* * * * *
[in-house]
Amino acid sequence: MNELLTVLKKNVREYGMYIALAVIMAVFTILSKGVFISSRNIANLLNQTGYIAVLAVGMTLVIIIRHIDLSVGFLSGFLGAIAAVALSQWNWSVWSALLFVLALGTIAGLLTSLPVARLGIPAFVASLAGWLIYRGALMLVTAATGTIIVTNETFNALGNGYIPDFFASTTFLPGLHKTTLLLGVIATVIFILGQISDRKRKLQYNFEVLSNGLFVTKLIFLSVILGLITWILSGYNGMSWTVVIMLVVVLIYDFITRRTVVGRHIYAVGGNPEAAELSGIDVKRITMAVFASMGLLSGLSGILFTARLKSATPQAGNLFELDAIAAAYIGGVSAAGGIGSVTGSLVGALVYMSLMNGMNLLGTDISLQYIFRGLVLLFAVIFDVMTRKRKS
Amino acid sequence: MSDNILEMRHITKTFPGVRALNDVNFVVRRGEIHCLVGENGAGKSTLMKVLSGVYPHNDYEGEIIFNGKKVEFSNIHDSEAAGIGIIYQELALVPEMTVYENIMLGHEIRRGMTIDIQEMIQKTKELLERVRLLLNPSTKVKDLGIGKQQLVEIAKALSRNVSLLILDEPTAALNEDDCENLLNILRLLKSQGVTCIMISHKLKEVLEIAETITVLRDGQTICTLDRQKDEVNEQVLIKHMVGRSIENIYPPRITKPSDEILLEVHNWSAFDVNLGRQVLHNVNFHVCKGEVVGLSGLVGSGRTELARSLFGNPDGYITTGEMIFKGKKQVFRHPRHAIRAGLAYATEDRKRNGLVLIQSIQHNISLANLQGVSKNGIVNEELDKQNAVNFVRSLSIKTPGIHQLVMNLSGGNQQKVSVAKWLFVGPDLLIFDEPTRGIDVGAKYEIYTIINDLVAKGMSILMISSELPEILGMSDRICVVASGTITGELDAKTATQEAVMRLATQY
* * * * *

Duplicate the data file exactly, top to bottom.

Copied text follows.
[in-house]
Amino acid sequence: MNELLTVLKKNVREYGMYIALAVIMAVFTILSKGVFISSRNIANLLNQTGYIAVLAVGMTLVIIIRHIDLSVGFLSGFLGAIAAVALSQWNWSVWSALLFVLALGTIAGLLTSLPVARLGIPAFVASLAGWLIYRGALMLVTAATGTIIVTNETFNALGNGYIPDFFASTTFLPGLHKTTLLLGVIATVIFILGQISDRKRKLQYNFEVLSNGLFVTKLIFLSVILGLITWILSGYNGMSWTVVIMLVVVLIYDFITRRTVVGRHIYAVGGNPEAAELSGIDVKRITMAVFASMGLLSGLSGILFTARLKSATPQAGNLFELDAIAAAYIGGVSAAGGIGSVTGSLVGALVYMSLMNGMNLLGTDISLQYIFRGLVLLFAVIFDVMTRKRKS
Amino acid sequence: MSDNILEMRHITKTFPGVRALNDVNFVVRRGEIHCLVGENGAGKSTLMKVLSGVYPHNDYEGEIIFNGKKVEFSNIHDSEAAGIGIIYQELALVPEMTVYENIMLGHEIRRGMTIDIQEMIQKTKELLERVRLLLNPSTKVKDLGIGKQQLVEIAKALSRNVSLLILDEPTAALNEDDCENLLNILRLLKSQGVTCIMISHKLKEVLEIAETITVLRDGQTICTLDRQKDEVNEQVLIKHMVGRSIENIYPPRITKPSDEILLEVHNWSAFDVNLGRQVLHNVNFHVCKGEVVGLSGLVGSGRTELARSLFGNPDGYITTGEMIFKGKKQVFRHPRHAIRAGLAYATEDRKRNGLVLIQSIQHNISLANLQGVSKNGIVNEELDKQNAVNFVRSLSIKTPGIHQLVMNLSGGNQQKVSVAKWLFVGPDLLIFDEPTRGIDVGAKYEIYTIINDLVAKGMSILMISSELPEILGMSDRICVVASGTITGELDAKTATQEAVMRLATQY